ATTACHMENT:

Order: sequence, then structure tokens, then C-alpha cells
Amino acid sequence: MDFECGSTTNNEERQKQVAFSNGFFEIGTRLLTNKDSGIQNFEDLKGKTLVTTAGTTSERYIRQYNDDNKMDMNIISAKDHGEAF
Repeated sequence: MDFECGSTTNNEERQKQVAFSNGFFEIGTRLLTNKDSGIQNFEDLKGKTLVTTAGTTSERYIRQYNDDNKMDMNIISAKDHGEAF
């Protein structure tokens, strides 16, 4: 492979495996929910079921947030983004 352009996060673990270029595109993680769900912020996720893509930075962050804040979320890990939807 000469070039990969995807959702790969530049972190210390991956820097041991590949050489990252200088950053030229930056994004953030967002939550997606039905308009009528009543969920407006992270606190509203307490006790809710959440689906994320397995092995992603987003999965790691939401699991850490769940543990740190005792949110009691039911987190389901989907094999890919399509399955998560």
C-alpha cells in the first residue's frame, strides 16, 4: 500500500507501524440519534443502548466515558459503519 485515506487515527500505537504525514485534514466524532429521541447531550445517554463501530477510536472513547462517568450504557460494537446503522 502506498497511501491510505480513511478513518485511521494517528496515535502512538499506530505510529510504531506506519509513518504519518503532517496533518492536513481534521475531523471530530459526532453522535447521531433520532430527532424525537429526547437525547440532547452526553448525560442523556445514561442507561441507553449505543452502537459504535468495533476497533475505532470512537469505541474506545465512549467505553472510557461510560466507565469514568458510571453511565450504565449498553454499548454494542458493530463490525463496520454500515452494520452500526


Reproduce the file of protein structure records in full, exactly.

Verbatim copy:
Order: sequence, then structure tokens, then C-alpha cells
Amino acid sequence: MDFECGSTTNNEERQKQVAFSNGFFEIGTRLLTNKDSGIQNFEDLKGKTLVTTAGTTSERYIRQYNDDNKMDMNIISAKDHGEAF
Repeated sequence: MDFECGSTTNNEERQKQVAFSNGFFEIGTRLLTNKDSGIQNFEDLKGKTLVTTAGTTSERYIRQYNDDNKMDMNIISAKDHGEAF
């Protein structure tokens, strides 16, 4: 492979495996929910079921947030983004 352009996060673990270029595109993680769900912020996720893509930075962050804040979320890990939807 000469070039990969995807959702790969530049972190210390991956820097041991590949050489990252200088950053030229930056994004953030967002939550997606039905308009009528009543969920407006992270606190509203307490006790809710959440689906994320397995092995992603987003999965790691939401699991850490769940543990740190005792949110009691039911987190389901989907094999890919399509399955998560």
C-alpha cells in the first residue's frame, strides 16, 4: 500500500507501524440519534443502548466515558459503519 485515506487515527500505537504525514485534514466524532429521541447531550445517554463501530477510536472513547462517568450504557460494537446503522 502506498497511501491510505480513511478513518485511521494517528496515535502512538499506530505510529510504531506506519509513518504519518503532517496533518492536513481534521475531523471530530459526532453522535447521531433520532430527532424525537429526547437525547440532547452526553448525560442523556445514561442507561441507553449505543452502537459504535468495533476497533475505532470512537469505541474506545465512549467505553472510557461510560466507565469514568458510571453511565450504565449498553454499548454494542458493530463490525463496520454500515452494520452500526